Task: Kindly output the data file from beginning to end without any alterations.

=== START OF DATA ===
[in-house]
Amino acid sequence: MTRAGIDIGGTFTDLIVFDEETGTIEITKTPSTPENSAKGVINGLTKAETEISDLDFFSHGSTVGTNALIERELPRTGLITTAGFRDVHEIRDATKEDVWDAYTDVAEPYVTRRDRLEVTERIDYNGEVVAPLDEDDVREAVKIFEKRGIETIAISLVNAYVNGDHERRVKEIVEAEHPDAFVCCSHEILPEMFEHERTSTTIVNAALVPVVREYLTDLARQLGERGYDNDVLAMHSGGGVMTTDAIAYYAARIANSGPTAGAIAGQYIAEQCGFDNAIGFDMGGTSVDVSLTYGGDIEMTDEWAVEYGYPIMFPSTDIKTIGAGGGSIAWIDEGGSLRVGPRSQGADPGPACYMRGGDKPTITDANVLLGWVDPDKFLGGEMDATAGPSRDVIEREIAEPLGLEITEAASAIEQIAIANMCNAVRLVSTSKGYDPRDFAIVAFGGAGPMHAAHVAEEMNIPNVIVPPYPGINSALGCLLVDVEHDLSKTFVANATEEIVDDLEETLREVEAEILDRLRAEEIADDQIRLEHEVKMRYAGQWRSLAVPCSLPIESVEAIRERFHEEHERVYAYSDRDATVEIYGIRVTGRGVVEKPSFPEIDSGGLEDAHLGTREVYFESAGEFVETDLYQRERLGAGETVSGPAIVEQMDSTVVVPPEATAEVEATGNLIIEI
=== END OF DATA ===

[in-house]
Amino acid sequence: MTRAGIDIGGTFTDLIVFDEETGTIEITKTPSTPENSAKGVINGLTKAETEISDLDFFSHGSTVGTNALIERELPRTGLITTAGFRDVHEIRDATKEDVWDAYTDVAEPYVTRRDRLEVTERIDYNGEVVAPLDEDDVREAVKIFEKRGIETIAISLVNAYVNGDHERRVKEIVEAEHPDAFVCCSHEILPEMFEHERTSTTIVNAALVPVVREYLTDLARQLGERGYDNDVLAMHSGGGVMTTDAIAYYAARIANSGPTAGAIAGQYIAEQCGFDNAIGFDMGGTSVDVSLTYGGDIEMTDEWAVEYGYPIMFPSTDIKTIGAGGGSIAWIDEGGSLRVGPRSQGADPGPACYMRGGDKPTITDANVLLGWVDPDKFLGGEMDATAGPSRDVIEREIAEPLGLEITEAASAIEQIAIANMCNAVRLVSTSKGYDPRDFAIVAFGGAGPMHAAHVAEEMNIPNVIVPPYPGINSALGCLLVDVEHDLSKTFVANATEEIVDDLEETLREVEAEILDRLRAEEIADDQIRLEHEVKMRYAGQWRSLAVPCSLPIESVEAIRERFHEEHERVYAYSDRDATVEIYGIRVTGRGVVEKPSFPEIDSGGLEDAHLGTREVYFESAGEFVETDLYQRERLGAGETVSGPAIVEQMDSTVVVPPEATAEVEATGNLIIEI